Listen to an important HIV/AIDS Awareness Day Public Service Announcement.
March 20, 2011 marked the fifth annual National Native HIV/AIDS Awareness Day (NNHAAD). This day is an opportunity to raise awareness about the impact of HIV/AIDS on Native people. HIV/AIDS continues to grow in the US, affecting communities of color at a disproportionate rate. According to the 2008 Centers of Disease Control and Prevention (CDC) Surveillance Report, Native Hawaiians/other Pacific Islanders (22.8 per 100,000) and American Indians/Alaskan Natives (11.9 per 100,000) have the 3rd and 4th highest rates of new HIV infections. Furthermore, the diagnosis for HIV infection and AIDS rates increased from 2005 through 2008 among American Indians/Alaska Natives.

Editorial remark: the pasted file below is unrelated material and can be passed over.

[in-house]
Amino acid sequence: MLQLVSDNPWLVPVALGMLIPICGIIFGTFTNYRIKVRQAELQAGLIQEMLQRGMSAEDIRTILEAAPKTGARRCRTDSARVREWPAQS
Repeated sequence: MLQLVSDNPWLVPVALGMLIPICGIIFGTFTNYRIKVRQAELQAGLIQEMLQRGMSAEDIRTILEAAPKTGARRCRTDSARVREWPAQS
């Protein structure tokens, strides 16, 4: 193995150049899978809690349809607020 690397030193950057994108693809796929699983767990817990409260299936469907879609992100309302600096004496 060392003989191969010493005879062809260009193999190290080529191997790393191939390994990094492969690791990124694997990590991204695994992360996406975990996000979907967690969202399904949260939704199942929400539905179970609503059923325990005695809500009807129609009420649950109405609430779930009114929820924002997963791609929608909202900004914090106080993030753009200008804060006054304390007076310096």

The purpose of this day is to: 1) encourage Native people to get educated and to learn more about HIV/AIDS and its impact in their community; 2) work together to encourage testing options and HIV counseling in Native communities; and 3) help decrease the stigma associated with HIV/AIDS. It is a time to reflect on those who have passed as well as those who are currently infected and affected by HIV/AIDS - a “Celebration of Life” for all Native people.
The NorthEast Two-Spirit Society is a proud supporter of this day. At the top of this article is a link to a public service announcement that is specifically designed for the two-spirit community.
Here is a transcript of the PSA:
Nad’le, wink’te, Ba’de, Iha’mana, adanvdo tali, He eman, s’kweakwan, or a Gay, Lesbian, Bisexual or Transgender Native American or First Nations, whatever name you call yourself - we are all proud two-spirit brothers and sisters. Knowing our traditions, culture and history is the only way we are going to restore our rightful place of honor and respect within our communities. Everything begins with you. That is why it is so important that we need to protect ourselves from diseases like HIV, so we will have better tomorrows for all the future generations. Take the test, and know your status.